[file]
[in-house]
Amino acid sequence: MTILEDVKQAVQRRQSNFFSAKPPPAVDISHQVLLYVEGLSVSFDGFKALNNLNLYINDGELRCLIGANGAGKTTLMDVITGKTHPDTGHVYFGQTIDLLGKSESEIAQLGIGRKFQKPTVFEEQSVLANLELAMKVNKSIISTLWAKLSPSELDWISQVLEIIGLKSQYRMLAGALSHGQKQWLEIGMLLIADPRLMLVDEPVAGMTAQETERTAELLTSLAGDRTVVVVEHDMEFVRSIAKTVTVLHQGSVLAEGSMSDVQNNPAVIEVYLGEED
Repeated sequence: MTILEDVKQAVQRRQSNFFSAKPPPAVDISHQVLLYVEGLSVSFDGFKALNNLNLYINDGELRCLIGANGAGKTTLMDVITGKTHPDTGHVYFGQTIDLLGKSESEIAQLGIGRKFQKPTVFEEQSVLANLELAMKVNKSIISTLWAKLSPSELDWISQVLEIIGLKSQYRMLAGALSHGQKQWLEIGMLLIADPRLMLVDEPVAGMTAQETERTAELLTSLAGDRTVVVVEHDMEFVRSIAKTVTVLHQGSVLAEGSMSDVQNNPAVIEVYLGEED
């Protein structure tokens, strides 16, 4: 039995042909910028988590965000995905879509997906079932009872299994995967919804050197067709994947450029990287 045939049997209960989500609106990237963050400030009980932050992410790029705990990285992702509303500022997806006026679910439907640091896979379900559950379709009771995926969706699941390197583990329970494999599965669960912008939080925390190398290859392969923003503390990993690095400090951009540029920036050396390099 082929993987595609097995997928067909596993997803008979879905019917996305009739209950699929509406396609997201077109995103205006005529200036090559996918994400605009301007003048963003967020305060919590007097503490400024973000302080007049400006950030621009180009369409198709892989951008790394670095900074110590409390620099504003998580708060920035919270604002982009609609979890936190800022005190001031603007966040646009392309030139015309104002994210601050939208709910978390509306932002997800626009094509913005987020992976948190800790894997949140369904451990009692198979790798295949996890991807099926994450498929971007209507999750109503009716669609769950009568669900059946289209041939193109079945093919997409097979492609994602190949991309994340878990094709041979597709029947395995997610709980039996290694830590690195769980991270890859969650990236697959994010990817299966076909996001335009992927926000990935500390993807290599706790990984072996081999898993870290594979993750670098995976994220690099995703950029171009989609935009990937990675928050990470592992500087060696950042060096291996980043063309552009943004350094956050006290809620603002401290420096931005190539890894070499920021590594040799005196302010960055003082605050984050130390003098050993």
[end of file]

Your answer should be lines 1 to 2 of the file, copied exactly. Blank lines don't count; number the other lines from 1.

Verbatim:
[in-house]
Amino acid sequence: MTILEDVKQAVQRRQSNFFSAKPPPAVDISHQVLLYVEGLSVSFDGFKALNNLNLYINDGELRCLIGANGAGKTTLMDVITGKTHPDTGHVYFGQTIDLLGKSESEIAQLGIGRKFQKPTVFEEQSVLANLELAMKVNKSIISTLWAKLSPSELDWISQVLEIIGLKSQYRMLAGALSHGQKQWLEIGMLLIADPRLMLVDEPVAGMTAQETERTAELLTSLAGDRTVVVVEHDMEFVRSIAKTVTVLHQGSVLAEGSMSDVQNNPAVIEVYLGEED